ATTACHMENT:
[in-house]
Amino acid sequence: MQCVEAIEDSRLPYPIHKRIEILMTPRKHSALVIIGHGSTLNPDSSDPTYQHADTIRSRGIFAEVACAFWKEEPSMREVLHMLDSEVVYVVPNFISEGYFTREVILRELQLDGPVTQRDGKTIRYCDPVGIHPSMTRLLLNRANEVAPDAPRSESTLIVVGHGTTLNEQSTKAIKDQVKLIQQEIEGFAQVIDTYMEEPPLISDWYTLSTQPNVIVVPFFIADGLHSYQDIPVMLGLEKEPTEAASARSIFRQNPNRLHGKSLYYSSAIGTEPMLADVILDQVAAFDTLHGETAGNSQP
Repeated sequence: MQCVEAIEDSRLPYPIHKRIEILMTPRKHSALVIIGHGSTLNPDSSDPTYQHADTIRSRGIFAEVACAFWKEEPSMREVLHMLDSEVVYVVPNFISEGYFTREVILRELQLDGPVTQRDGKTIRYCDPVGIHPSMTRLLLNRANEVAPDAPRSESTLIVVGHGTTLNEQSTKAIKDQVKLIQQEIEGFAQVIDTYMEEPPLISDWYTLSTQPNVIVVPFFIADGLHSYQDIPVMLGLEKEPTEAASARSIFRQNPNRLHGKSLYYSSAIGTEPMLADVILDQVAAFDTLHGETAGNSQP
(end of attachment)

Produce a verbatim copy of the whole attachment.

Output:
[in-house]
Amino acid sequence: MQCVEAIEDSRLPYPIHKRIEILMTPRKHSALVIIGHGSTLNPDSSDPTYQHADTIRSRGIFAEVACAFWKEEPSMREVLHMLDSEVVYVVPNFISEGYFTREVILRELQLDGPVTQRDGKTIRYCDPVGIHPSMTRLLLNRANEVAPDAPRSESTLIVVGHGTTLNEQSTKAIKDQVKLIQQEIEGFAQVIDTYMEEPPLISDWYTLSTQPNVIVVPFFIADGLHSYQDIPVMLGLEKEPTEAASARSIFRQNPNRLHGKSLYYSSAIGTEPMLADVILDQVAAFDTLHGETAGNSQP
Repeated sequence: MQCVEAIEDSRLPYPIHKRIEILMTPRKHSALVIIGHGSTLNPDSSDPTYQHADTIRSRGIFAEVACAFWKEEPSMREVLHMLDSEVVYVVPNFISEGYFTREVILRELQLDGPVTQRDGKTIRYCDPVGIHPSMTRLLLNRANEVAPDAPRSESTLIVVGHGTTLNEQSTKAIKDQVKLIQQEIEGFAQVIDTYMEEPPLISDWYTLSTQPNVIVVPFFIADGLHSYQDIPVMLGLEKEPTEAASARSIFRQNPNRLHGKSLYYSSAIGTEPMLADVILDQVAAFDTLHGETAGNSQP